24 Feb We’re Turning To China For Infrastructure Help – Akufo-Addo
President Nana Akufo-Addo has said that the relationship between Ghana and China will ultimately benefit the West African country’s economy by expanding its infrastructural needs.
“We know we must get our population educated and trained, and we are setting about it.
“We must address our infrastructural deficit. The traditional methods of tackling this problem will not provide the answer.
“We are looking for new ways to resolve it. Ghana, like many countries in Africa, is forging relations with China to make arrangements to help address part of our infrastructure deficit,” Mr Akufo-Addo said in his address at the 73rd UN General Assembly in New York on Wednesday, 26 September 2018.
The Ghanaian leader added that the relationship between China and Ghana as far as development is concerned, “is not a uniquely Ghanaian or African phenomenon”.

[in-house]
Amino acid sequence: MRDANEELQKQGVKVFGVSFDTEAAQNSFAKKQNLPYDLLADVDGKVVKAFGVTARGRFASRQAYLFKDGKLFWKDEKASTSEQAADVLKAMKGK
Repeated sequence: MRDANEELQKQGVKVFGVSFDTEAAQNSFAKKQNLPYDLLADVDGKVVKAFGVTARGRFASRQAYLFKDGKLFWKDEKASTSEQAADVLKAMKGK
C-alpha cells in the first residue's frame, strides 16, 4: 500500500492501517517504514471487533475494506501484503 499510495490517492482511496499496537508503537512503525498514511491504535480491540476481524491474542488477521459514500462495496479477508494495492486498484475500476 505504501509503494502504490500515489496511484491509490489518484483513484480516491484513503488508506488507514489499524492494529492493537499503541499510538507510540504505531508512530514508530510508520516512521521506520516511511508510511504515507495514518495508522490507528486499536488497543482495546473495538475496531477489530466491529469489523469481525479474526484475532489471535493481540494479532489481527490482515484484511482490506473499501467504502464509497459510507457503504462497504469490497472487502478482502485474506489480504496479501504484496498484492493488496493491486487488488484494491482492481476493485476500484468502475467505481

“It has not been lost on us that the developed, rich and well-established countries have been paying regular visits to China, and seeking to open new economic ties and improve upon existing ones.
“It is also not lost on us that a lot of anxiety is being expressed about the possibility of a re-colonisation of the African continent by a new power.
“We should, indeed, learn from history. It was at the turn of the 20th century that China’s first railways were built by Western companies, financed by Western loans to a nearly bankrupt Qing Dynasty, and it was under those circumstances that a certain strategic port called Hong Kong was leased for 99 years, and the rest, as the saying goes, is history”.
“Today, the former victim of Western Railways imperialism is lending billions to countries throughout Asia, Africa and Europe to construct not only railroads, but also highways, ports, power plants and other infrastructure, and many businesses. The historical echoes are certainly worrisome, but, yes, surely, we must and can learn from history.
“We, in Ghana, must build roads, bridges, railways, ports, schools, hospitals, and we must create jobs to keep our young people engaged. It is obvious to us that the development trajectory we had been on for many decades is not working. We are trying a different one, and we would appreciate the support and goodwill of the world, especially in helping to stem the huge flow of illicit funds from the continent,” he concluded.